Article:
An explanation of the chart’s chief ideas:  (1) According to dispensationalists, Christ really intended to set up an earthly, temporal kingdom, just as the Jews supposed Messiah would.  However, unforeseen by God, the Jews rejected Christ, and so the coming of the kingdom had to be postponed until the second coming (this idea is shown on the chart by the dotted semi-circular line). (2) As a stop-gap measure, the Church age (which was unforeseen by the Old Testament Prophets) was ushered in.  (3) The Jewish star at the left of the chart indicates that God has always intended for the Jewish people to be His special people.  When the kingdom comes, the Jewish people will again be His special people, and the millennium will be an earthly reign over the Jews by Christ.

            The “kingdom” of Acts 1:6 and the “millennium” are the same thing, if you are modern premillennial in your eschatology.



            “Amillennial” means “no literal 1,000-year period” as such – i.e., there is no literal 1000-year reign of Christ on earth from a rebuilt city of Jerusalem.  (Note:  This commentator is amillennial in eschatology, and the interpretation given in the exegetical notes at Acts 1:6 is from an amillennial standpoint.[1])  A chart depicting the amillennial theory might look like this:


            An explanation of the chart’s chief ideas:  (1) The Scriptures appear to teach one second coming, one general resurrection, one general judgment.  (2) The millennium of Revelation 20 is understood to be figurative language, and represents the whole Church age.  (3) Satan being “bound” means that his powers are limited.  (See, for example, Jude 6).  (4) The reign of Christ is spiritual and is going on right now.  (5) When the second coming takes place, Christ will not set up an earthly kingdom, but will turn the kingdom which already exists over to God (1 Corinthians 15:20-28).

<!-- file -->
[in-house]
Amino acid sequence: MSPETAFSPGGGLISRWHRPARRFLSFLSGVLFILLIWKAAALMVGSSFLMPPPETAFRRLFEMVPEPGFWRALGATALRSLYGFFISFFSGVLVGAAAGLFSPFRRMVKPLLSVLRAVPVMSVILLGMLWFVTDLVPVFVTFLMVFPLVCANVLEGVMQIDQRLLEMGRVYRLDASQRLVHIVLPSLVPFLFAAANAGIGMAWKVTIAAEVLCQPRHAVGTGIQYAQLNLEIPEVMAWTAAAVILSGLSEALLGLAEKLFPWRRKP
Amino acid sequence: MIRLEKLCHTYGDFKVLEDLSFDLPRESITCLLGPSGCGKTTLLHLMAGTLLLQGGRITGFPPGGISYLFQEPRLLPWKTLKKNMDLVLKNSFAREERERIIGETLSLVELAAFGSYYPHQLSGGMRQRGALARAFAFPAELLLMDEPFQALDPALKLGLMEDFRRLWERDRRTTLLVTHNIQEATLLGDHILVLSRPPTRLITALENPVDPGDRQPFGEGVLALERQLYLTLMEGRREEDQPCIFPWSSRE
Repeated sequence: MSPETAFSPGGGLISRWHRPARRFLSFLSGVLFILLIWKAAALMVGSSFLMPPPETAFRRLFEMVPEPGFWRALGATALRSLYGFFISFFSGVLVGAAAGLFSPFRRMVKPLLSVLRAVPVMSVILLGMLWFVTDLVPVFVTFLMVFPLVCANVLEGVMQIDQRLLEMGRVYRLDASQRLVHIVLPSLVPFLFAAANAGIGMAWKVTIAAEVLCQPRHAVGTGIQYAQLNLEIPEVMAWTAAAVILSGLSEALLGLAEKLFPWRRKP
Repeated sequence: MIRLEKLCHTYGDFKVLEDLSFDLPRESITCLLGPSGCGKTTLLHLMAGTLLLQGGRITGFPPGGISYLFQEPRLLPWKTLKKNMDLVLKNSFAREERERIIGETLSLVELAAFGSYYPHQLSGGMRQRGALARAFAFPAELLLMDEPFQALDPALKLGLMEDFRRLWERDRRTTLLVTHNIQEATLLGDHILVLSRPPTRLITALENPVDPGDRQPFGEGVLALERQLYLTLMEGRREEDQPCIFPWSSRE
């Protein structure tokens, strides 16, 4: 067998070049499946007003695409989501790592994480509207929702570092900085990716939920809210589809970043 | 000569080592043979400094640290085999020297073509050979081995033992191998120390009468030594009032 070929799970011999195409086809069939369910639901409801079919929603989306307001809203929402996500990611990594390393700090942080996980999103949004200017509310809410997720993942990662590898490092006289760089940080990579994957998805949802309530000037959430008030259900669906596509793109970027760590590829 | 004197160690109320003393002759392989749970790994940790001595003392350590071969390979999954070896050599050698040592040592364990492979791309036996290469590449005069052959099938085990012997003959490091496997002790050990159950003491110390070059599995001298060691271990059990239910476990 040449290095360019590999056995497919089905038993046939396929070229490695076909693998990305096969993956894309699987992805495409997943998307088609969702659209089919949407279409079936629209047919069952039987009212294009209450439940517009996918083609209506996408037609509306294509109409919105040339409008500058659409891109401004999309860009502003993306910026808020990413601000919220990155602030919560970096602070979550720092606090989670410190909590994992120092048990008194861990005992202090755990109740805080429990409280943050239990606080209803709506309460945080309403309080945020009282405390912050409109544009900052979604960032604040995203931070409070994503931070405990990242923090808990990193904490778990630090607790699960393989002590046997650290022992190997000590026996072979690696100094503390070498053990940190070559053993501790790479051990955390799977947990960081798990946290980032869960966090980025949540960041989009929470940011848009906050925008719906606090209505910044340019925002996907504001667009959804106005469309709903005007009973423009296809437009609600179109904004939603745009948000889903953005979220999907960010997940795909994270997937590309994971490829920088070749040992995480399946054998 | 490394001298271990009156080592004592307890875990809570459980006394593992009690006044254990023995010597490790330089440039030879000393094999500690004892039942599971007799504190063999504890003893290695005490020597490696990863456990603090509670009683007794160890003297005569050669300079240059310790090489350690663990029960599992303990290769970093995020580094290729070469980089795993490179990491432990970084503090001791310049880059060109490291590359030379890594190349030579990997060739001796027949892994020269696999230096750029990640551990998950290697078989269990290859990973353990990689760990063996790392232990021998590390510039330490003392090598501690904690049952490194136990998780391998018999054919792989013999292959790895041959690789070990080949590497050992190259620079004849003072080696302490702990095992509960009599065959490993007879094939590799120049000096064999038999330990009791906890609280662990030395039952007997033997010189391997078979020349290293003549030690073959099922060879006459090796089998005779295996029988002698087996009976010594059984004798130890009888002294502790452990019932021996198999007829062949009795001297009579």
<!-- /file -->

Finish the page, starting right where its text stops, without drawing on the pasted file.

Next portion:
What is the kingdom of God?  It is not easy to give a single, definite, brief answer which would be satisfactory to all students, or true to all Scripture uses of the phrase.  Its essential idea is the reign or government of God over the lives of men.  Sometimes it comprehends the characteristics and advantages of the complete submission of the individual life to the rule of God.  Sometimes it refers to the whole community of people (i.e., the church) who obey God on earth.  Sometimes it has reference to heaven itself as a place where God reigns in perfect peace, wisdom, and glory.

            One thing seems evident:  the kingdom that Jesus set up is not a worldly, materialistic, or military kingdom.  He said, “My kingdom is not of this world” (John 18:36).  It also seems clear that the “kingdom” is not to be equated with the millennial ideas of a literal 1,000-year reign of Christ on earth from a rebuilt city of Jerusalem, after Jesus has returned the second time.



    References for further study:


    Allis, O.T., Prophecy and the Church

    Boettner, Loraine, The Millennium

    Brown, David, Christ’s Second Coming

    Foster, R.C., The Final Week (Chapters 11 and 12)

    Hamilton, Floyd, The Basis of the Millennial Faith

    Hendriksen, William, More than Conquerors

    Hodges, Jesse W., Christ’s Kingdom and Coming

    Kik, J. Marcellus, Revelation Twenty

    Kromminga, D.H., The Millennium

    Ladd, George E., “Kingdom of God,” in Baker’s Dictionary of Theology Murray, George C., Millennial Studies

    Orr, James, The Christian View of God and the World (appendix)

    Ramm, Bernard, “Kingdom of God,” in A Handbook of Contemporary Theology


    Martin, Ralph P., “The Kingdom of God in Recent Writing,” Christianity Today, Jan. 17, 1964, p.347ff.  (This is a good survey of the scholars’ treatment of the “kingdom” in the last 50 years.)

    Wilson, Seth, “The Kingdom of God among Men,” Christian Standard, 1948, p. 159.



    [1] This commentator realizes that there are some passages that are difficult to fit into an amillennial system of eschatology.  But this fact is true of each of the four systems.  He finds fewer problem passages with the amillennial approach than he does with any of the other systems, and has therefore embraced the amillennial system as being the most probable system of eschatology.